One of Bolivia’s other unique natural wonders, Laguna Colorada is home to the world’s largest population of rare James’s flamingos in addition to Andean and Chilean varieties. Visit from December to April to see the famous pink-hued beauties, which have their color due to them feeding on the algae that thrive in the mineral-rich waters. Nicknamed “Red Lake”, Laguna Colorada is located about 14,000 feet above sea level and gives off a unique red color caused by the red sediment.
Shop for souvenirs at the Witches’ Market
If you’re up for some retail therapy, visit the Witches’ Market. Located in the backstreets of Bolivia’s capital La Paz, the unique market is a great place to pick up unique souvenirs, which small stall holders selling all things weird and wonderful. You’ll find everything from dead llama foetuses and llama-wool jumpers to dried frogs to good fortune potions. Meander through the bustling alleyways and see if you can snag a bargain on a unique souvenir.
Take an eco-tour of Madidi National Park
Stretching 7,000 square miles from the Andes deep into the Amazon, the Madidi National Park is considered one of the most biodiverse places on Earth. You can travel by boat from Rurrenabaque across the Beni river and explore the rugged terrain through winding rivers, rolling grasslands and steep slopes. You’ll have the chance to spot diverse wildlife, from sloths to squirrel monkeys before going piranha fishing, anaconda hunting and swimming with dolphins.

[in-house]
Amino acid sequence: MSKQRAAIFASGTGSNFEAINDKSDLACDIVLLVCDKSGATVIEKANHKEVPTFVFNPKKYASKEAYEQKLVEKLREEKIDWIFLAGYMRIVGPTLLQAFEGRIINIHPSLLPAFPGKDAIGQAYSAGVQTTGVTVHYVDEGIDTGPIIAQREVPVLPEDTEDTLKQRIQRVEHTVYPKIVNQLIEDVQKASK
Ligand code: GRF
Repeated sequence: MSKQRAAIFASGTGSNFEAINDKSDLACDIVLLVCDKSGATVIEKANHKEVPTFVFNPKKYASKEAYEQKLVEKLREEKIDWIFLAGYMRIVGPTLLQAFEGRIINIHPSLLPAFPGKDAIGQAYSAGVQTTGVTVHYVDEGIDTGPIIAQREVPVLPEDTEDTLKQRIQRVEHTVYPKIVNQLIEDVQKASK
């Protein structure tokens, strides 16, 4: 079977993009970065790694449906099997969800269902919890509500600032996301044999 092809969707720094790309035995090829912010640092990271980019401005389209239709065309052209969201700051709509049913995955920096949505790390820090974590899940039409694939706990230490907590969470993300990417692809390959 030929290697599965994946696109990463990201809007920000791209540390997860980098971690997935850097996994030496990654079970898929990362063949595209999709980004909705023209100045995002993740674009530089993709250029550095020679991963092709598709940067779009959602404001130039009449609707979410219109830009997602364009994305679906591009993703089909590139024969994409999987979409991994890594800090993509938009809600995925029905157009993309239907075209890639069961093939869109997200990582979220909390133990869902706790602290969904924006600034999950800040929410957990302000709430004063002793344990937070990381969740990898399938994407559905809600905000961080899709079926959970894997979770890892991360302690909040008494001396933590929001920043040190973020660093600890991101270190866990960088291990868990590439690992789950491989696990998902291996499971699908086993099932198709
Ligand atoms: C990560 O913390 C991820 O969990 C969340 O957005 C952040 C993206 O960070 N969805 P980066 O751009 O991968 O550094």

Walk in the footsteps of Che Guevara
Step back in time at the Che Guevara Trail. Che Guevara made his mark on history as a notable revolutionist, socialist and activist, but few realized he was also an ambitious traveler. If you’re interested in learning more about his life, follow in his footsteps to one of Bolivia’s most off-the-beat regions. Pay your respects by visiting the dusty village of La Higuera and admiring its collection of historic sites, such as a mausoleum, murals and school building where he was executed.
Watch the sunset at Valle de la Luna
Visit Valle de la Luna to see what remains of a clay and sandstone mountain that was battered over time by strong winds and rain. If you’re interested in admiring gorgeous landscapes, you’ll be mesmerized by watching a beautiful sunset here. Explore the maze of canyons and stalagmites on a guided trek of the valley to learn about its unique geography. If you’re looking for an adrenaline-pumping activity, sign up for a cycle tour to traverse its dusty, hilly landscape.
Wander around Museo del Tesoro
A unique museum nestled in the heart of Sucre’s historic centre, Museo del Tesoro showcases some of Bolivia’s most treasured gems. This cultural institution attracts people from around the world who want to learn about its origin, technique and art of the country’s metals and stones. Browse the halls to see exhibits dedicated to mining, gemology, jewelry and architecture, then read about what life and work was like in Bolivian mines and marvel at some of the most valuable gemstones in Latin America.